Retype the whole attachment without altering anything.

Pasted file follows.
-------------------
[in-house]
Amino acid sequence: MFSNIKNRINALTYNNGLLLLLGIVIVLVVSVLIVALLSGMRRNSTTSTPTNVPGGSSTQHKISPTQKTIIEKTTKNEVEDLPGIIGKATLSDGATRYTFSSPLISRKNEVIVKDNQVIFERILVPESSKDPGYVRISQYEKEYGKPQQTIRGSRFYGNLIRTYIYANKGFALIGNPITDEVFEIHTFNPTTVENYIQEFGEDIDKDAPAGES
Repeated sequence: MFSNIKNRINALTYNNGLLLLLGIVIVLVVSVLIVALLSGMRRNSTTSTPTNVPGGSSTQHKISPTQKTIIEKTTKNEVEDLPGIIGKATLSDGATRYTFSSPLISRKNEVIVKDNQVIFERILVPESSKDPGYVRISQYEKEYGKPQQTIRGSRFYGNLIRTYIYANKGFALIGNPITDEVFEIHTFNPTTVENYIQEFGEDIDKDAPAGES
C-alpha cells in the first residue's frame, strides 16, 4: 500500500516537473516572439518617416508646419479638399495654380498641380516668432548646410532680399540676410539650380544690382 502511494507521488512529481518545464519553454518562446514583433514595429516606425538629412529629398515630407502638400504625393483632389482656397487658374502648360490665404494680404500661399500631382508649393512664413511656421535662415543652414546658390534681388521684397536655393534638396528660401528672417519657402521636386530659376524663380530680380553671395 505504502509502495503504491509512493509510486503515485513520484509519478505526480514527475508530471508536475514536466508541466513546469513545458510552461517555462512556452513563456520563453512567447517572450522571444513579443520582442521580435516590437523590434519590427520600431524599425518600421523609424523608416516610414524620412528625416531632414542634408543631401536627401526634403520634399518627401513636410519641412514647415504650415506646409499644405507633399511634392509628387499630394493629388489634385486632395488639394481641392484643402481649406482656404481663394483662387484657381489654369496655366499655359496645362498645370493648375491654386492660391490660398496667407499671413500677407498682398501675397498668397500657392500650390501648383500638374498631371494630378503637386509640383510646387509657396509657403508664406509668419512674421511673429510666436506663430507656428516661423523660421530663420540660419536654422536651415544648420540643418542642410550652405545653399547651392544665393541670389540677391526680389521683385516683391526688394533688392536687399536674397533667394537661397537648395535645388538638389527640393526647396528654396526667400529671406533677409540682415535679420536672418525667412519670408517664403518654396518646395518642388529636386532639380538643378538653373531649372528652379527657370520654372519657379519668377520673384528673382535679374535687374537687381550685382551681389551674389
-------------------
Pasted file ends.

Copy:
[in-house]
Amino acid sequence: MFSNIKNRINALTYNNGLLLLLGIVIVLVVSVLIVALLSGMRRNSTTSTPTNVPGGSSTQHKISPTQKTIIEKTTKNEVEDLPGIIGKATLSDGATRYTFSSPLISRKNEVIVKDNQVIFERILVPESSKDPGYVRISQYEKEYGKPQQTIRGSRFYGNLIRTYIYANKGFALIGNPITDEVFEIHTFNPTTVENYIQEFGEDIDKDAPAGES
Repeated sequence: MFSNIKNRINALTYNNGLLLLLGIVIVLVVSVLIVALLSGMRRNSTTSTPTNVPGGSSTQHKISPTQKTIIEKTTKNEVEDLPGIIGKATLSDGATRYTFSSPLISRKNEVIVKDNQVIFERILVPESSKDPGYVRISQYEKEYGKPQQTIRGSRFYGNLIRTYIYANKGFALIGNPITDEVFEIHTFNPTTVENYIQEFGEDIDKDAPAGES
C-alpha cells in the first residue's frame, strides 16, 4: 500500500516537473516572439518617416508646419479638399495654380498641380516668432548646410532680399540676410539650380544690382 502511494507521488512529481518545464519553454518562446514583433514595429516606425538629412529629398515630407502638400504625393483632389482656397487658374502648360490665404494680404500661399500631382508649393512664413511656421535662415543652414546658390534681388521684397536655393534638396528660401528672417519657402521636386530659376524663380530680380553671395 505504502509502495503504491509512493509510486503515485513520484509519478505526480514527475508530471508536475514536466508541466513546469513545458510552461517555462512556452513563456520563453512567447517572450522571444513579443520582442521580435516590437523590434519590427520600431524599425518600421523609424523608416516610414524620412528625416531632414542634408543631401536627401526634403520634399518627401513636410519641412514647415504650415506646409499644405507633399511634392509628387499630394493629388489634385486632395488639394481641392484643402481649406482656404481663394483662387484657381489654369496655366499655359496645362498645370493648375491654386492660391490660398496667407499671413500677407498682398501675397498668397500657392500650390501648383500638374498631371494630378503637386509640383510646387509657396509657403508664406509668419512674421511673429510666436506663430507656428516661423523660421530663420540660419536654422536651415544648420540643418542642410550652405545653399547651392544665393541670389540677391526680389521683385516683391526688394533688392536687399536674397533667394537661397537648395535645388538638389527640393526647396528654396526667400529671406533677409540682415535679420536672418525667412519670408517664403518654396518646395518642388529636386532639380538643378538653373531649372528652379527657370520654372519657379519668377520673384528673382535679374535687374537687381550685382551681389551674389